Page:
Free Home Elementary School boasts over a century of educating children in Cherokee County. Its alumni and former teachers and staff are being invited to return to the campus to share memories and connect with the current school community.

On Sunday, Free Home will host “100 years and then some,” a program celebrating the centennial and an alumni reception.

According to historical records provided by the school, the previous two-story building for the school was built in 1919, although Free Home School was established before then. The land is believed to be the site of the Chestnut Log School dating to 1878. The name of the school changed as the community around it became known as Free Home.

Free Home School.png

Above: The old Free Home School, built in 1919, stood two stories tall. Below: The 1919 building was replaced with the current building in the 1950s.

The formal program will start at 2 p.m. Sunday in the gymnasium, with guest speakers Cherokee County School District Superintendent Brian Hightower, School Board Chairwoman Kyla Cromer, former Free Home staff members, and last year’s student body president at the school. Fifth graders at the school will sing Free Home’s alma mater. Attendees will also see a video of former students, administrators and teachers sharing their memories of the school.

During the reception, alumni will be able to get tours of the campus, see memorabilia and use a photo booth with their families and old classmates.

Cindy Satterfield, a teacher at Free Home whose family has had four generations at the school, is chairing the event. She remembers growing up in a class of about 30 students from third to sixth grade, and having some of the same teachers as her parents and other family members.

“Mrs. Wilkie taught my uncle, he was in her very first class, and she was my third grade teacher. I remember memorizing my multiplication tables with her,” she said. “Her husband would bring us treats, like ice cream sandwiches, just sporadically.”

Satterfield said the school is inviting people to bring memorabilia from their old days at Free Home. So far they’ve collected class photos, yearbooks and sports uniforms.

Free Home today

Free Home Elementary's current building opened with a red brick exterior. It has since been painted cream and light brown.

Jay Wallace, who went to Free Home in the 1970s and whose father, J.C. Wallace was a former principal there, remembers playing in the county boys basketball championship in seventh grade, and said the games were well attended.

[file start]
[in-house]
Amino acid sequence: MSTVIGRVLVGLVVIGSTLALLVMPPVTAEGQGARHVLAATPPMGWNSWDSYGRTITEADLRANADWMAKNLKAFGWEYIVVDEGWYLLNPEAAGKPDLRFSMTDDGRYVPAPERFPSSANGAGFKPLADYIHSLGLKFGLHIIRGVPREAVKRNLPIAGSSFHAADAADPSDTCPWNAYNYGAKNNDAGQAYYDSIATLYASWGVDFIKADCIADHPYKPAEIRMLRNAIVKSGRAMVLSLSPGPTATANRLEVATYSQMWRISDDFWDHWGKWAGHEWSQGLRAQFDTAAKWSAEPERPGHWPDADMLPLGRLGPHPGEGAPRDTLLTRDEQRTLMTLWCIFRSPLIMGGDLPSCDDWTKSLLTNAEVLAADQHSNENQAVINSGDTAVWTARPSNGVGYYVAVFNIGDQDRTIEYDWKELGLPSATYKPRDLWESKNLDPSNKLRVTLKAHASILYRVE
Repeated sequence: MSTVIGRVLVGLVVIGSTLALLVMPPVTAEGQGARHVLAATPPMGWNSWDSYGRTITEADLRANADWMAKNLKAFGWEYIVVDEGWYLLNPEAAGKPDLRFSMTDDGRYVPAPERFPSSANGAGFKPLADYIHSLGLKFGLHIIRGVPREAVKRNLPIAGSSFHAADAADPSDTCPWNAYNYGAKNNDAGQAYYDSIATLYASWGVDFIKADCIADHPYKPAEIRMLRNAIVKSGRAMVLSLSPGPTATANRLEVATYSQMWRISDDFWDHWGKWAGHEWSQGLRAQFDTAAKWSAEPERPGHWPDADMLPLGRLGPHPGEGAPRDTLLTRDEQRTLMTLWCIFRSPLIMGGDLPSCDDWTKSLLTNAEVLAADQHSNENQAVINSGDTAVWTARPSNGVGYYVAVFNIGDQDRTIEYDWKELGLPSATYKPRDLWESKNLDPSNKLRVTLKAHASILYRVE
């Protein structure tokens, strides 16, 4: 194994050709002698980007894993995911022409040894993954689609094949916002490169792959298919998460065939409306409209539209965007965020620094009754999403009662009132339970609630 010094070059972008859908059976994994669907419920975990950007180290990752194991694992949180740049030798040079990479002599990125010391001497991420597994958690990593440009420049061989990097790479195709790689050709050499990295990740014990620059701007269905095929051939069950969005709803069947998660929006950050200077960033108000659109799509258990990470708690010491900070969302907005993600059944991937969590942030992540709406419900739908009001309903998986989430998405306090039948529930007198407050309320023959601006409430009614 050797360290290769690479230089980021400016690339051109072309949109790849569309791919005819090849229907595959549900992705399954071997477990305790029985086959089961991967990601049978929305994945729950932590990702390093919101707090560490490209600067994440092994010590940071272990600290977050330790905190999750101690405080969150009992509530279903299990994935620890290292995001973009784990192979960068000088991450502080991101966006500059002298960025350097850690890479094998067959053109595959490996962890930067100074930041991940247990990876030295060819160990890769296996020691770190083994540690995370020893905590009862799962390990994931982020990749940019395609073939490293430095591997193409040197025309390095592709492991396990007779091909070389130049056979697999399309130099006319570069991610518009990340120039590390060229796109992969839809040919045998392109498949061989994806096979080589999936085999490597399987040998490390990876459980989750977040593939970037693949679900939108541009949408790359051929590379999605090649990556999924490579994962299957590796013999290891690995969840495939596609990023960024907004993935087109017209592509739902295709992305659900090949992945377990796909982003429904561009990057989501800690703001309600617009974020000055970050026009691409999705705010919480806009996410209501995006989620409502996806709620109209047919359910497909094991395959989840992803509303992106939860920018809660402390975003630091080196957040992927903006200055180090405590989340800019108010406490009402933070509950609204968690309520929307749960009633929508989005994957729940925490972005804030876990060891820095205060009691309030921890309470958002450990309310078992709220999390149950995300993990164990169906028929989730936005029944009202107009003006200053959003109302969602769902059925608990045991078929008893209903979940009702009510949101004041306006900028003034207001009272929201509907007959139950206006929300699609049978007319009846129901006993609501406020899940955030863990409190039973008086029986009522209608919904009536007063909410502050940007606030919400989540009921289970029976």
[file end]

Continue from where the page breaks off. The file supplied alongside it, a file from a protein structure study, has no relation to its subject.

“The rivalries between the elementary schools, that was big,” he said. “The gyms would be filled, standing room only. Not just the kids, but the community would come watch the games Friday and Saturday nights.”

Wallace still lives in the Free Home community and has children who attend the school there. He said his elementary school days are a special experience he’s thankful to share with his children.

“I still have friendships that were formed at Free Home School, those are people I still keep in touch with today,” Wallace said.

Today, Free Home Elementary still serves the community with the same name, and though it’s one of the smallest schools in the school district, over the years the campus has grown to add classrooms to the main building, an annex building with five classrooms and mobile units. The student population is 275.

Satterfield said the event will be an opportunity for alumni to reminisce and discover how much has changed.

“I am very passionate about this, I guess because so many of my family members, and people I grew up with went to school here,” Satterfield said. “I think it’s important to the community. Our community is small, but they really turn out for events, they love the school. I think it’s going to be a wonderful opportunity for people to come back and see how much the school has changed, and kind of reminisce of the time they went to school here.”

Free Home Elementary School is located at 12525 Cumming Highway near Canton. Parking will be available on campus until it is full, and there will be marked off-site parking with free shuttle service.

Shannon is a reporter covering education, city governments, crime, features, religion and other local news. She is a graduate of Young Harris College and currently lives in unincorporated Woodstock.

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